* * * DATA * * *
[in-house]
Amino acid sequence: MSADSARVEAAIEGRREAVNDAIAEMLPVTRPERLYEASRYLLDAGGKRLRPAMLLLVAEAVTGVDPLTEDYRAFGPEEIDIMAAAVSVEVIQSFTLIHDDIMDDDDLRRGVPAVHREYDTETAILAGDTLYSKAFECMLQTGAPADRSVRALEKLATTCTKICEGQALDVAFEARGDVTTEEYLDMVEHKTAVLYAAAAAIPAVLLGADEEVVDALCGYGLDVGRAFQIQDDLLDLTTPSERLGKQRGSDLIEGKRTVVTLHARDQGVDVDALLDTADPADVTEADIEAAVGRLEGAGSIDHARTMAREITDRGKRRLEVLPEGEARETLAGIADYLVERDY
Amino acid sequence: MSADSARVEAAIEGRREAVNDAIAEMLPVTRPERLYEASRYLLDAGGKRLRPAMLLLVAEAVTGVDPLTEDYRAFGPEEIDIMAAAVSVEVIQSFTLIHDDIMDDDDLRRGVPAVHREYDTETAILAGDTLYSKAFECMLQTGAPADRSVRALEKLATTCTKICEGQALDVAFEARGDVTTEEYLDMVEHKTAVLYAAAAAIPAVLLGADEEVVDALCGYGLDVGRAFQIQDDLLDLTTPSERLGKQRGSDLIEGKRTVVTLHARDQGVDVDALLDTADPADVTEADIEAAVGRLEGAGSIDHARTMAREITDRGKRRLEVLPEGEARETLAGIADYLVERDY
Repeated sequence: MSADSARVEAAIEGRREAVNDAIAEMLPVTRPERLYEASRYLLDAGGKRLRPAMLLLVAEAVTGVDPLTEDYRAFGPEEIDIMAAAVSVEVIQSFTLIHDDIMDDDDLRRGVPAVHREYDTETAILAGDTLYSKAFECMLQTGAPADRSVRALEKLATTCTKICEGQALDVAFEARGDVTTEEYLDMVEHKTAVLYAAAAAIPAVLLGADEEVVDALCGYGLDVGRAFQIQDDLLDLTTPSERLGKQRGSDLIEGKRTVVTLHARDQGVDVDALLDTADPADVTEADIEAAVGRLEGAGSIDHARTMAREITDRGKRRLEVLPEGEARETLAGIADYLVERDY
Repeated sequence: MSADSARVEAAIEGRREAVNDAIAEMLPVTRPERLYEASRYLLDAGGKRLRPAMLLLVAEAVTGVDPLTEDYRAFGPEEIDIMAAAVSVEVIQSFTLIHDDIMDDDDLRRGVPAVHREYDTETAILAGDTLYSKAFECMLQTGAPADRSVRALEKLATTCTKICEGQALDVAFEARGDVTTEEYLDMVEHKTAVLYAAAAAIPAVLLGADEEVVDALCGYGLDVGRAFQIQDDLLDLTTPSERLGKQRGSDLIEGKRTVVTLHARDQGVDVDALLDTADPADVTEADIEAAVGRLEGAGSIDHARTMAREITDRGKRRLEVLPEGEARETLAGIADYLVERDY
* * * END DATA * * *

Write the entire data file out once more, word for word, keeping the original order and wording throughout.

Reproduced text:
[in-house]
Amino acid sequence: MSADSARVEAAIEGRREAVNDAIAEMLPVTRPERLYEASRYLLDAGGKRLRPAMLLLVAEAVTGVDPLTEDYRAFGPEEIDIMAAAVSVEVIQSFTLIHDDIMDDDDLRRGVPAVHREYDTETAILAGDTLYSKAFECMLQTGAPADRSVRALEKLATTCTKICEGQALDVAFEARGDVTTEEYLDMVEHKTAVLYAAAAAIPAVLLGADEEVVDALCGYGLDVGRAFQIQDDLLDLTTPSERLGKQRGSDLIEGKRTVVTLHARDQGVDVDALLDTADPADVTEADIEAAVGRLEGAGSIDHARTMAREITDRGKRRLEVLPEGEARETLAGIADYLVERDY
Amino acid sequence: MSADSARVEAAIEGRREAVNDAIAEMLPVTRPERLYEASRYLLDAGGKRLRPAMLLLVAEAVTGVDPLTEDYRAFGPEEIDIMAAAVSVEVIQSFTLIHDDIMDDDDLRRGVPAVHREYDTETAILAGDTLYSKAFECMLQTGAPADRSVRALEKLATTCTKICEGQALDVAFEARGDVTTEEYLDMVEHKTAVLYAAAAAIPAVLLGADEEVVDALCGYGLDVGRAFQIQDDLLDLTTPSERLGKQRGSDLIEGKRTVVTLHARDQGVDVDALLDTADPADVTEADIEAAVGRLEGAGSIDHARTMAREITDRGKRRLEVLPEGEARETLAGIADYLVERDY
Repeated sequence: MSADSARVEAAIEGRREAVNDAIAEMLPVTRPERLYEASRYLLDAGGKRLRPAMLLLVAEAVTGVDPLTEDYRAFGPEEIDIMAAAVSVEVIQSFTLIHDDIMDDDDLRRGVPAVHREYDTETAILAGDTLYSKAFECMLQTGAPADRSVRALEKLATTCTKICEGQALDVAFEARGDVTTEEYLDMVEHKTAVLYAAAAAIPAVLLGADEEVVDALCGYGLDVGRAFQIQDDLLDLTTPSERLGKQRGSDLIEGKRTVVTLHARDQGVDVDALLDTADPADVTEADIEAAVGRLEGAGSIDHARTMAREITDRGKRRLEVLPEGEARETLAGIADYLVERDY
Repeated sequence: MSADSARVEAAIEGRREAVNDAIAEMLPVTRPERLYEASRYLLDAGGKRLRPAMLLLVAEAVTGVDPLTEDYRAFGPEEIDIMAAAVSVEVIQSFTLIHDDIMDDDDLRRGVPAVHREYDTETAILAGDTLYSKAFECMLQTGAPADRSVRALEKLATTCTKICEGQALDVAFEARGDVTTEEYLDMVEHKTAVLYAAAAAIPAVLLGADEEVVDALCGYGLDVGRAFQIQDDLLDLTTPSERLGKQRGSDLIEGKRTVVTLHARDQGVDVDALLDTADPADVTEADIEAAVGRLEGAGSIDHARTMAREITDRGKRRLEVLPEGEARETLAGIADYLVERDY